Annals of Neurology 08/2001; 50(1):93-103. · 11.19 Impact Factor
  • [Show abstract] [Hide abstract]
    ABSTRACT: The brain's response to ischemia, which helps determine clinical outcome after stroke, is regulated partly by competing genetic programs that respectively promote cell survival and delayed cell death. Many genes involved in this response have been identified individually or systematically, providing insights into the molecular basis of ischemic injury and potential targets for therapy. The development of microarray systems for gene expression profiling permits screening of large numbers of genes for possible involvement in biological or pathological processes. Therefore, we used an oligodeoxynucleotide-based microarray consisting of 374 human genes, most implicated previously in apoptosis or related events, to detect alterations in gene expression in the hippocampus of rats subjected to 15 minutes of global cerebral ischemia followed by up to 72 hours of reperfusion. We found 1.7-fold or greater increases in the expression of 57 genes and 1.7-fold or greater decreases in the expression of 34 genes at 4, 24, or 72 hours after ischemia. The number of induced genes increased from 4 to 72 hours, whereas the number of repressed genes decreased. The induced genes included genes involved in protein synthesis, genes mutated in hereditary human diseases, proapoptotic genes, antiapoptotic genes, injury-response genes, receptors, ion channels, and enzymes. We detected transcriptional induction of several genes implicated previously in cerebral ischemia, including ALG2, APP, CASP3, CLU, ERCC3, GADD34, GADD153, IGFBP2, TIAR, VEGF, and VIM, as well as other genes not so implicated. We also found coinduction of several groups of related genes that might represent functional modules within the ischemic neuronal transcriptome, including VEGF and its receptor, NRP1; the IGF1 receptor and the IGF1-binding protein IGFBP2; Rb, the Rb-binding protein E2F1, and the E2F-related transcription factor, TFDP1; the CACNB3 and CACNB4 β-subunits of the voltage-gated calcium channel; and caspase-3 and its substrates, ACINUS, FEM1, and GSN. To test the hypothesis that genes identified through this approach might have roles in the pathophysiology of cerebral ischemia, we measured expression of the products of two induced genes not heretofore implicated in cerebral ischemia—GRB2, an adapter protein involved in growth-factor signaling pathways, and SMN1, which participates in RNA processing and is deleted in most cases of spinal muscular atrophy. Western analysis showed enhanced expression of both proteins in hippocampus at 24 to 72 hours after ischemia, and SMN1 was localized by immunohistochemistry to hippocampal neurons. These results suggest that microarray analysis of gene expression may be useful for elucidating novel molecular mediators of cell death and survival in the ischemic brain.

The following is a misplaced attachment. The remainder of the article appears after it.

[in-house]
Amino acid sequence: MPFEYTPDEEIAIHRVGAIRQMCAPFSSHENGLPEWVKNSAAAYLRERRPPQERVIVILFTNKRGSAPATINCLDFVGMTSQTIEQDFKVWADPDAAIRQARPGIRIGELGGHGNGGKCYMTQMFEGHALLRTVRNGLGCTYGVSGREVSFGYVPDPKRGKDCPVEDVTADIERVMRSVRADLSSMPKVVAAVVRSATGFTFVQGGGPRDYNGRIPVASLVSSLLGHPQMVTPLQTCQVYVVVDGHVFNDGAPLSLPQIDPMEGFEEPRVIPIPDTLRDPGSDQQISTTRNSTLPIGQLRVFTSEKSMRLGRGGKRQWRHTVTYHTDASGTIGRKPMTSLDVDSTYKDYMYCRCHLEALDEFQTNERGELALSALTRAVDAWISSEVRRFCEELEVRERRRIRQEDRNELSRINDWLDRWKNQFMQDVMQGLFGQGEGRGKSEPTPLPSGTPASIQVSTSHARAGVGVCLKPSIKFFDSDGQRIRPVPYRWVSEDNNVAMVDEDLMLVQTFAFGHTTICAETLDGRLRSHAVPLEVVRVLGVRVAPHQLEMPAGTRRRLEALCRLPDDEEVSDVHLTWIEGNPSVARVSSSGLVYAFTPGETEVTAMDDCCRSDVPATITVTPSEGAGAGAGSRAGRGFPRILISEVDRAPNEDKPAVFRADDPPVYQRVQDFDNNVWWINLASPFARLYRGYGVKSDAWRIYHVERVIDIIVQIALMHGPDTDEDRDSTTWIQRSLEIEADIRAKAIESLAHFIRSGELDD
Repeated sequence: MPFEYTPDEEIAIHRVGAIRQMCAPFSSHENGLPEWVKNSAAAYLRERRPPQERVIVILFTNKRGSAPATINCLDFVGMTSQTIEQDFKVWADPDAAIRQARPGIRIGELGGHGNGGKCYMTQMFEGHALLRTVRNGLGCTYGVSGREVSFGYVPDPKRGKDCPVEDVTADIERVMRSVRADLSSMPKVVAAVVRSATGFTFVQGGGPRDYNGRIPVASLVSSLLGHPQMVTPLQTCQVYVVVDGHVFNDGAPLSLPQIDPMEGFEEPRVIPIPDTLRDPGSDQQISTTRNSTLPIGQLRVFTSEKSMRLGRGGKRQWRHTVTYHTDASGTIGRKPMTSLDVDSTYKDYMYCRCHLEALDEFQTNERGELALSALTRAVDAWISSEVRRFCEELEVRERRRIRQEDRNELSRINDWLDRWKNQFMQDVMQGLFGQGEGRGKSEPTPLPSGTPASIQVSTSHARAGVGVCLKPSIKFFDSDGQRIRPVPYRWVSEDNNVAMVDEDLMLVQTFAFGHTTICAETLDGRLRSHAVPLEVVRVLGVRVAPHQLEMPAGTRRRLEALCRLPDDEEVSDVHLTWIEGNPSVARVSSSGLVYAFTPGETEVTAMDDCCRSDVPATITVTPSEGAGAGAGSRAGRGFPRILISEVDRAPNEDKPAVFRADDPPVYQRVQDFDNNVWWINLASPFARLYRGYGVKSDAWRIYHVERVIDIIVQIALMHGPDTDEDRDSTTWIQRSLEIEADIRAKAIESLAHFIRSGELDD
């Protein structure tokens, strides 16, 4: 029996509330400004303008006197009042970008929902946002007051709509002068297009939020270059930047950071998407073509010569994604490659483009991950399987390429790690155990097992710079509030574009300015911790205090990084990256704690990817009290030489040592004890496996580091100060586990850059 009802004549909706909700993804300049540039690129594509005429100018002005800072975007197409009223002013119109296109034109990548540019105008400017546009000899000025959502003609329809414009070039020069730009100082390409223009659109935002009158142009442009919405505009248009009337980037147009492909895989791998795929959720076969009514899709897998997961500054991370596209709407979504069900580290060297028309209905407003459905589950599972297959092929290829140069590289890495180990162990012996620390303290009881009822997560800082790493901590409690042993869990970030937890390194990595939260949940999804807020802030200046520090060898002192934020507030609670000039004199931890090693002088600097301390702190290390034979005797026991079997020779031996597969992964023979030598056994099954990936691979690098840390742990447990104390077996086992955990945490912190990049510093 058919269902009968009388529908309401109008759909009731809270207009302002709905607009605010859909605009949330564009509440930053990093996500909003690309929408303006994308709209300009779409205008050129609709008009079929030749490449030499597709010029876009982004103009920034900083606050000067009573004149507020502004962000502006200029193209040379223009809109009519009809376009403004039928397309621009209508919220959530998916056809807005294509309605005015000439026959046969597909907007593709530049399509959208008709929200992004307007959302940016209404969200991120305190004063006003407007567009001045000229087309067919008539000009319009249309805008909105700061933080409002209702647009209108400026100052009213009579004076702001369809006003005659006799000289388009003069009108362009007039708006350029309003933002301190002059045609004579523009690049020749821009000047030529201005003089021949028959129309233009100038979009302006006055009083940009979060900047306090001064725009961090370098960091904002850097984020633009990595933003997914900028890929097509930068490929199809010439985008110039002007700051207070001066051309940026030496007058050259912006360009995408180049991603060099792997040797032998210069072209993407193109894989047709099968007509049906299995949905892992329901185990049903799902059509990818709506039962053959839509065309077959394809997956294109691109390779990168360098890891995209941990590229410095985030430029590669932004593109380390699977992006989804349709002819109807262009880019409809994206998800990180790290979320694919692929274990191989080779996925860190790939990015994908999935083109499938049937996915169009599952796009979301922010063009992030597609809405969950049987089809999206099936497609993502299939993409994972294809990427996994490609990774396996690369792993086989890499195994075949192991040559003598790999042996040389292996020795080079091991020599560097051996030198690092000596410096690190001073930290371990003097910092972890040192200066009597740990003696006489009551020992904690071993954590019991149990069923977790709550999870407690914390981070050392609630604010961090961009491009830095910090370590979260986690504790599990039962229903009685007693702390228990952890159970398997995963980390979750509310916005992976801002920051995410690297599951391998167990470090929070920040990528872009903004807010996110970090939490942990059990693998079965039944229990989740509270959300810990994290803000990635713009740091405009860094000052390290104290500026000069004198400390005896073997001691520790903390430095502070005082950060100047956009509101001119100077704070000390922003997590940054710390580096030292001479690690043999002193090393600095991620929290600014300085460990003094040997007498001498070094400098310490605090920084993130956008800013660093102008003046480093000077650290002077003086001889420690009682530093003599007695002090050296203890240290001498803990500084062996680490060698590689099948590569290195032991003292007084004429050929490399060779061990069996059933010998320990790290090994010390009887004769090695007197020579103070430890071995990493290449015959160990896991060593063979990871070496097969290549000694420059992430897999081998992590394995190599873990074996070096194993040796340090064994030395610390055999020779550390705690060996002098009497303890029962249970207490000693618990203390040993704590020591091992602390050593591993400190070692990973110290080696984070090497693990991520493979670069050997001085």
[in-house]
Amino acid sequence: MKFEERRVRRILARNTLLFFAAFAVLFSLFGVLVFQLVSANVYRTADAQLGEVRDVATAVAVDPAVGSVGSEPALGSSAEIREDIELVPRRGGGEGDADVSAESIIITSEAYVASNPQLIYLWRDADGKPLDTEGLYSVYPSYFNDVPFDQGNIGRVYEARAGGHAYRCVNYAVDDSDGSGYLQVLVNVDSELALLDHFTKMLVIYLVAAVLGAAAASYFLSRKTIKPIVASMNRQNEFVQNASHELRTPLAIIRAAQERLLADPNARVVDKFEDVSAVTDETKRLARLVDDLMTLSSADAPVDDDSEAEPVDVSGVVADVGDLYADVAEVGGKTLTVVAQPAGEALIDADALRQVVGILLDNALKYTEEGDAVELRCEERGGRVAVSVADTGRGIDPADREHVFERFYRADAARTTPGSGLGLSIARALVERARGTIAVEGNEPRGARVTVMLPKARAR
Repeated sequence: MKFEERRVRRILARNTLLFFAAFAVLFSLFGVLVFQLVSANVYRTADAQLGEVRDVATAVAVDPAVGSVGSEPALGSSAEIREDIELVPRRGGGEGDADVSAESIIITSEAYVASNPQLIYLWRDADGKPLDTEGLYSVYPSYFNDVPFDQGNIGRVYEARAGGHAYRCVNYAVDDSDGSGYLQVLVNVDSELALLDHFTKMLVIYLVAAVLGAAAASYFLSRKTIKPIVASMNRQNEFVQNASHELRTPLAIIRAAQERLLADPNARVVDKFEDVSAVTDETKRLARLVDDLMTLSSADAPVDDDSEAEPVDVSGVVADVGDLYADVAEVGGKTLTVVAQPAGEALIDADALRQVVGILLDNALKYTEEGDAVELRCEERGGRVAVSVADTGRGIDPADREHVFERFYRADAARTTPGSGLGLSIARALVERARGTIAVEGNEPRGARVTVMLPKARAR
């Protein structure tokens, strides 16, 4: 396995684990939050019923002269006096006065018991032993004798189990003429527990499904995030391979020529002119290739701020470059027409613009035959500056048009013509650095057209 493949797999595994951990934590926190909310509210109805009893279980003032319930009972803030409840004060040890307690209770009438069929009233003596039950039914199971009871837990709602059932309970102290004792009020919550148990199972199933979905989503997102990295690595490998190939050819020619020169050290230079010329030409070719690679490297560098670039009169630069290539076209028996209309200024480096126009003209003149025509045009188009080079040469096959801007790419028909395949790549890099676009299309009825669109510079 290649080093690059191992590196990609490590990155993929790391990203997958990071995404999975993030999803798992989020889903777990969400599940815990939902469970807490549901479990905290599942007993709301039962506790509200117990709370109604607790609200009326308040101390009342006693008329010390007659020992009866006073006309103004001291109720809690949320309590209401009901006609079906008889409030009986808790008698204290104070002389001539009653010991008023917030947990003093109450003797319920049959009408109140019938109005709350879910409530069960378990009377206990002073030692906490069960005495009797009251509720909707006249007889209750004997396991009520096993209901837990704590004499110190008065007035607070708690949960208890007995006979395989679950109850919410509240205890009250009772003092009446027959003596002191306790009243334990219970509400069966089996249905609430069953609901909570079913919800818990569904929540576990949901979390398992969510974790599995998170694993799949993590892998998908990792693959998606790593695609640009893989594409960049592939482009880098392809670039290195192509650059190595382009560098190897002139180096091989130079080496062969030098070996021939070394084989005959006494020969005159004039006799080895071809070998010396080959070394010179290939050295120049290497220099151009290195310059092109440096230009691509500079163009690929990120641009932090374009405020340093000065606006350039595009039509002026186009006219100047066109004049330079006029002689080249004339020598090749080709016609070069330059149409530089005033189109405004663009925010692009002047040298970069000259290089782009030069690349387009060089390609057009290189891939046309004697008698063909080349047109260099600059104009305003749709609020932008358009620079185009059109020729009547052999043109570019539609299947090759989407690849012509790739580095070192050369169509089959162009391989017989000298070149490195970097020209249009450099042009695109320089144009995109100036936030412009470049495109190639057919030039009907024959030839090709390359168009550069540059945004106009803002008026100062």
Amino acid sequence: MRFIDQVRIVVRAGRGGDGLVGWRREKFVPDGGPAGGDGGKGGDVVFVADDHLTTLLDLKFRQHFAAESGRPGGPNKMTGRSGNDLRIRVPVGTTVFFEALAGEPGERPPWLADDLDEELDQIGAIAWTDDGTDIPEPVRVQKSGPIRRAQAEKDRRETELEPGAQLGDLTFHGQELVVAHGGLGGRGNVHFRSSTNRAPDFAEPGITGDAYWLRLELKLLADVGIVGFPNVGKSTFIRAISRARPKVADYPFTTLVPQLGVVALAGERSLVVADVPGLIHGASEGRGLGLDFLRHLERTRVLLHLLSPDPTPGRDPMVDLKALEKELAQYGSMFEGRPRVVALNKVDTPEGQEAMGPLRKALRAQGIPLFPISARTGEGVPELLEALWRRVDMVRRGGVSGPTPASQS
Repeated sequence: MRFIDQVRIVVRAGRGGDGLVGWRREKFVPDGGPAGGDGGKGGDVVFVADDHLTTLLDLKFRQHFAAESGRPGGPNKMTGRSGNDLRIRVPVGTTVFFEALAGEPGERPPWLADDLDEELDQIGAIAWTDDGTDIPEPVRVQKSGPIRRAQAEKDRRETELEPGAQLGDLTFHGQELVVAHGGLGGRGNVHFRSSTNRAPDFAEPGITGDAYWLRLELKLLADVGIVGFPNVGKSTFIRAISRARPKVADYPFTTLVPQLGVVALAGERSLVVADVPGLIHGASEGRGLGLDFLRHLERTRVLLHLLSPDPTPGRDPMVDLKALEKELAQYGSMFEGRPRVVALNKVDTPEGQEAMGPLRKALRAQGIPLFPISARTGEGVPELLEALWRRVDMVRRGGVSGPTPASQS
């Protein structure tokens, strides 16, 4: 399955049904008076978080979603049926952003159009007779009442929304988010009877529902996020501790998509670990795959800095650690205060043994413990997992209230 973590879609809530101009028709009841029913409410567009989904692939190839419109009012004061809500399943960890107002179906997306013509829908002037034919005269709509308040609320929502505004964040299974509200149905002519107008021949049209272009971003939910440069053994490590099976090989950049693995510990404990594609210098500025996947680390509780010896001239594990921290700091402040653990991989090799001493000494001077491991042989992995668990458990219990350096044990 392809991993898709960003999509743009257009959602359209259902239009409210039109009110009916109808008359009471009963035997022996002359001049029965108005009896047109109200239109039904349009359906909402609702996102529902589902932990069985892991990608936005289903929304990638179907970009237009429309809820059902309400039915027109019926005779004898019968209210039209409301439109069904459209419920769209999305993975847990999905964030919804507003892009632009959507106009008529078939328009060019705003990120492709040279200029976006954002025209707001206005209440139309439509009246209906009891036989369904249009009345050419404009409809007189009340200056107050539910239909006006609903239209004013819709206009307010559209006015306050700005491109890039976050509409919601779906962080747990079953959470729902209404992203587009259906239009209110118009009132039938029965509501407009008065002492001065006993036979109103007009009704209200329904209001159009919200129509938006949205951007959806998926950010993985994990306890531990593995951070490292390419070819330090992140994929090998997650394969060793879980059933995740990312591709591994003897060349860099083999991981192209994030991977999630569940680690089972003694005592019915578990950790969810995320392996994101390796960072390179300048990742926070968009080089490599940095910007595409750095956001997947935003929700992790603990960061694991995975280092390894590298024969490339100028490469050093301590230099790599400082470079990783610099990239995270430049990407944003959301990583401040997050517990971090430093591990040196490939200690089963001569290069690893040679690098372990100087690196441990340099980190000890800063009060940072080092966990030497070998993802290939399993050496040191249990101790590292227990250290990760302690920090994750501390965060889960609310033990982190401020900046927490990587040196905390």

Annals of Neurology 06/2001; 50(1):93 - 103. · 11.19 Impact Factor